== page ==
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Submitted by elannert on Wed, 11/02/2011 - 11:56am
At a recent i.c.stars board committee meeting, the CIO’s were reviewing the blog of one of our clients (Sharan Hildebrand of Capax Global), they came away very impressed, and wanted to know how to subscribe so they could learn from Sharan and promote Capax to their colleagues.
Welcome to the 21st century world of inbound marketing, where CIO’s you have never even met are promoting you, and you don’t even know it.
The problem is that inbound marketing is hard. Social Media is a new tool that makes it a little easier, but becoming consistent and staying consistent with publishing is an accomplishment of its own. I have a whole new level of respect for the existing mainstream media and its processes to publish high quality and well-edited content daily or weekly. I have hope that what traditional media outlets created best (the ability to generate quality content quickly) is going to live on. In her blog, Sharan actually cites the book Curation Nation by Steven Rosenbaum. In it he talks about how the future of the magazine industry will focus on three kinds of media experiences. These are content creation, content aggregation, and content packaging. The key to survival, we are told regularly however, is to create content that engages - we need to become “inbound marketers” infographic. My question in this blog is: What does inbound marketing at scale look like?
Its great that social media publishing can activate our networks and generate referrals, and that my board members are reading and promoting Sharan. But, the funny part is that this clearly can’t work on a large scale. As more and more people in our professional networks start publishing, how are we going to keep up?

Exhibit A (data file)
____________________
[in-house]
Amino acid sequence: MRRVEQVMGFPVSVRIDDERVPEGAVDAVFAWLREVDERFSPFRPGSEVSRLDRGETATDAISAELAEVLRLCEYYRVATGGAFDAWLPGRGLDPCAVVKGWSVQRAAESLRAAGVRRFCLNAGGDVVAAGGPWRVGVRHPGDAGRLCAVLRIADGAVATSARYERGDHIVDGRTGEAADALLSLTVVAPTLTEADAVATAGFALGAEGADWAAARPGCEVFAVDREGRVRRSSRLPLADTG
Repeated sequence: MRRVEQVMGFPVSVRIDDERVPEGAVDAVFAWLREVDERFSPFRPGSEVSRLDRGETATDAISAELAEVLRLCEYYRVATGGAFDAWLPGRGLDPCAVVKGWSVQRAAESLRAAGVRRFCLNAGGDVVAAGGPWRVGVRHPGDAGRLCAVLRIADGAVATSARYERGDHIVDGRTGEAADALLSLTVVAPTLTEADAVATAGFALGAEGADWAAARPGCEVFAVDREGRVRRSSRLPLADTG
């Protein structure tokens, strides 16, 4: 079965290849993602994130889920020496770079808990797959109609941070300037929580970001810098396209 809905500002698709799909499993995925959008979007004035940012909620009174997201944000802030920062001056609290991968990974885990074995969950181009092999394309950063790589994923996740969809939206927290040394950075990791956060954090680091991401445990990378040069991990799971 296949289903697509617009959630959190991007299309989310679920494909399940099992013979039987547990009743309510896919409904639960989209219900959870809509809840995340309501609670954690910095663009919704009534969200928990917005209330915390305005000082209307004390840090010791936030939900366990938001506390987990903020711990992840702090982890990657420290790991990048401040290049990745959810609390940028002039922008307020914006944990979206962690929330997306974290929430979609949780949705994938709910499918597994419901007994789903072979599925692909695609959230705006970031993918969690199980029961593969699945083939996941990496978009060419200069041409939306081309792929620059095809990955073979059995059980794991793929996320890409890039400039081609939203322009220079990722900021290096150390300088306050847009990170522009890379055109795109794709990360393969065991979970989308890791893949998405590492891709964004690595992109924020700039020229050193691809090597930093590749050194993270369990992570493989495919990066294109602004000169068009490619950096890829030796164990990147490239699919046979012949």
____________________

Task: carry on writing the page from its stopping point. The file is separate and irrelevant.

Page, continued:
A few years ago there was some research done on social networks, and some experts dismissed the idea that one person can really have 500 plus active connections. They found that there is a theoretical limit to our active networks of about 120-150 people (Dunbar’s Number) . So, maintaining active connections with 120 people in our networks becomes the ceiling/limit/goal to be a good ‘21st century professional’. (Side note: that means carving out (if we aren’t already) time to read/engage with 4 network contacts per day to maintain a monthly touch point).
Whether this sounds like a lot or a little, this is the future/present of marketing to CIO’s. There is nothing more powerful than referrals when it comes to buying technology services - e.g. just this last week I gave referrals to one of my CIO colleagues for vendors we are using and very happy with - project management (smartsheet.com) and mapping network fileshares in the cloud (jungledisk.com).
What do you think inbound marketing looks like at scale? Does the noise level continue to increase? Does the social landscape degrade into one of those 2 inch thick NY magazines with 10 ad pages for every content page? Or can we filter out the noise through ‘subscribing’ to only who we truly want to hear from?
- Ck out this @WTFounders interview with @icstarsChicago alum Gereltuya “Gigi” Batdemberel https://t.co/fWAluclZwI https://t.co/4v3kBmEMDU — 8 hours 37 min ago
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